Apart from the occasional adjustment to your eyewear prescription, your routine eye exam usually offers no surprises. However, at your latest exam you received a worrisome diagnosis. Your eye specialist detected elevated eye pressure that's often an indicator of glaucoma. Thankfully, damage to your vision appears to be very slight and unnoticeable to you — and your doctor says that treatment steps should be able to keep it that way.
Glaucoma is a group of eye disorders that can damage the optic nerve and pose a serious vision threat at any age, but especially in older adults. It's sometimes called a "silent thief of sight" because it can gradually rob you of your vision while you barely even notice it's happening to you.
Most glaucoma can't be prevented, but regular eye exams can catch early signs before substantial vision loss occurs. Although there's no way to reverse damage already done, treatment to lower pressure in your eye can slow vision loss and progression of the disease.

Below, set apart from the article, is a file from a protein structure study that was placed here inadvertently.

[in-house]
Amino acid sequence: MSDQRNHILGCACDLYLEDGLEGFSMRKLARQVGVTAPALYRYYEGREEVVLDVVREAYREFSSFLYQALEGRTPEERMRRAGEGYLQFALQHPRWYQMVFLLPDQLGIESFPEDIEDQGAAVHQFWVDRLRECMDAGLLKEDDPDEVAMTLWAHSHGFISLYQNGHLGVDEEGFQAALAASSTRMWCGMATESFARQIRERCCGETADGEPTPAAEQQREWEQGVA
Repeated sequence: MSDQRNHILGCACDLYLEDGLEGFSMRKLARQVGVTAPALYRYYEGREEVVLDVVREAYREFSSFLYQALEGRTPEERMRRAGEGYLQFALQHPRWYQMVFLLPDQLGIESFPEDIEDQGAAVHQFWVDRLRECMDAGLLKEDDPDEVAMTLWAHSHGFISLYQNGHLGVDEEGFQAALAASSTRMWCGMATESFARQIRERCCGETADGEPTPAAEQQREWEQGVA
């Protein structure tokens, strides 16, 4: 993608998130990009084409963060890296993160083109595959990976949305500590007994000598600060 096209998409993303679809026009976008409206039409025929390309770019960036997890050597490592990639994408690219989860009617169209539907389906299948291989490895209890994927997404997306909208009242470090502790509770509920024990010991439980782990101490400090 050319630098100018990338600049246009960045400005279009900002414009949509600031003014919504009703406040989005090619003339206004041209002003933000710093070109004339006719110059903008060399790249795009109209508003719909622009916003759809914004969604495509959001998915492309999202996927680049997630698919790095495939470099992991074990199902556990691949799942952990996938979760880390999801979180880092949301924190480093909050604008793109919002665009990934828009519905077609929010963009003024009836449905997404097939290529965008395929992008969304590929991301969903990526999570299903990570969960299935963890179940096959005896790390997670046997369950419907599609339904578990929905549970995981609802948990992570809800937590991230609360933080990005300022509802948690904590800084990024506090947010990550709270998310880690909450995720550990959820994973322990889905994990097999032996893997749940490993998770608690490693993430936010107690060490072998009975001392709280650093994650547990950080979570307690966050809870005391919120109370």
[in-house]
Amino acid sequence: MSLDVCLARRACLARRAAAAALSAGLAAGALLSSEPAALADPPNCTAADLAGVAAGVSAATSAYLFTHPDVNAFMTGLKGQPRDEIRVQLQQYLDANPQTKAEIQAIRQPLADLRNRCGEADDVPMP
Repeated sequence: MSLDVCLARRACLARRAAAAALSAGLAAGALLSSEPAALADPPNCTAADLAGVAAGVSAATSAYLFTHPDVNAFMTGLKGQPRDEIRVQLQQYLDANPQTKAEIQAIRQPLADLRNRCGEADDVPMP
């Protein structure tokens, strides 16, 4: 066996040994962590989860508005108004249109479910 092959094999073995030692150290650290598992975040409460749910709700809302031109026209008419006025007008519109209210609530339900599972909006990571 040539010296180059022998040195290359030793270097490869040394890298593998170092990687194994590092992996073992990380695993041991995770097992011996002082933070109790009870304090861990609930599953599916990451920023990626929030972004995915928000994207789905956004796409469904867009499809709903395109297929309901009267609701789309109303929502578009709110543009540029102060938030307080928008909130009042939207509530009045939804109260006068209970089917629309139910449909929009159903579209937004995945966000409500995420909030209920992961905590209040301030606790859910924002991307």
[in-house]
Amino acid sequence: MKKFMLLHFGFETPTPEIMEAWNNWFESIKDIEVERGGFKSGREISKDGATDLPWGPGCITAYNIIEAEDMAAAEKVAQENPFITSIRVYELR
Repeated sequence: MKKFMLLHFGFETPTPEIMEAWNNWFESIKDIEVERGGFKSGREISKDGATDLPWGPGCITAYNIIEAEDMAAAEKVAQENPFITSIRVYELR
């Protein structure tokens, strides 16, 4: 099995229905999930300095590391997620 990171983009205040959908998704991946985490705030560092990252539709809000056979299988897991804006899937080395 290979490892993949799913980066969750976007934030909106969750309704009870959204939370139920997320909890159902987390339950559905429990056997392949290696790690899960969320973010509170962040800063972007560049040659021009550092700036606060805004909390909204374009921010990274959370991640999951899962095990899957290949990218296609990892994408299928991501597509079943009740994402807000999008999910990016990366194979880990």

Internal eye pressure is maintained by the continuous flow of a fluid (aqueous humor) that drains out of the eye through a sievelike drainage system (trabecular meshwork). Sometimes, drainage of aqueous humor becomes obstructed, raising pressure within the eye and putting you at a greatly increased risk of glaucoma and optic nerve damage.
Internal eye pressure (intraocular pressure) allows the eye...
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